But there’s more. Why did he choose to make the admission now, after spending so much time denying the charges and threatening those with evidence? It appears that ‘now’ is very timely, as the statue of limitations has run out for him to be charged with perjury from his testifying that he didn’t take drugs in 2005. Whether or not this is completely true is up to a judge to decide, but if you ask a non-legal mind like myself, it seems like avoiding perjury would be the thing to do. As Yahoo! Columnist Jay Hart points out, if he’s trying to repair his legacy, this is the first hurdle to get past: admit your guilt and then work to save the sport. Look what it did for Jose Canseco and Marion Jones.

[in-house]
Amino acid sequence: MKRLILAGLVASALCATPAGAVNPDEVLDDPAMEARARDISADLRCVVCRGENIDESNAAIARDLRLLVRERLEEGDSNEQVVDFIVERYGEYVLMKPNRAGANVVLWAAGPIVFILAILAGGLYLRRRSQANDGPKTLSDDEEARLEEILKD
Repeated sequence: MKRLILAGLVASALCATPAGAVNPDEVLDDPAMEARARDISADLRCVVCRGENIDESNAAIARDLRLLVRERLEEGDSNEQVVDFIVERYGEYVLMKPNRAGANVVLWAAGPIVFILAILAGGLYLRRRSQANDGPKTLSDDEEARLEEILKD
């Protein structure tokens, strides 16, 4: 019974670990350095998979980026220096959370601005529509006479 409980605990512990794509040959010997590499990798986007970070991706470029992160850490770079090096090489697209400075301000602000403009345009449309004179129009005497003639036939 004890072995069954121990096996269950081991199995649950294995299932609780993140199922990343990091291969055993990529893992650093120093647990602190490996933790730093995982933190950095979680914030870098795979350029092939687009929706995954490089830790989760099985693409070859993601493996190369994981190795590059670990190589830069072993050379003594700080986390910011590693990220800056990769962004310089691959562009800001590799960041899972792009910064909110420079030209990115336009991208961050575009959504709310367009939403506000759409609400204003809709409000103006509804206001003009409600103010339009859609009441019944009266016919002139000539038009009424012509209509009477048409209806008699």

Back to Jodie. Did we learn anything from this? Was it as emotional and powerful as the crying celebrities in attendance and on Twitter deemed it to be? I don’t think it was. It was her first public declaration that she MIGHT be gay. She never said she was gay, she just hinted at it many times during a very rambling acceptance speech. I know that her point was she shouldn’t have to ‘come out’ to anyone, and she valued her privacy, etc. etc., but she lives and works in Hollywood – where none of that is possible or happens. When people come out, they COME-THE-HELL-OUT. There’s usually a TV camera and/or photographer and/or catering and press passes including. There’s usually a teary ‘I’ve kept this concealed for so long’ – and then they sit down with Oprah.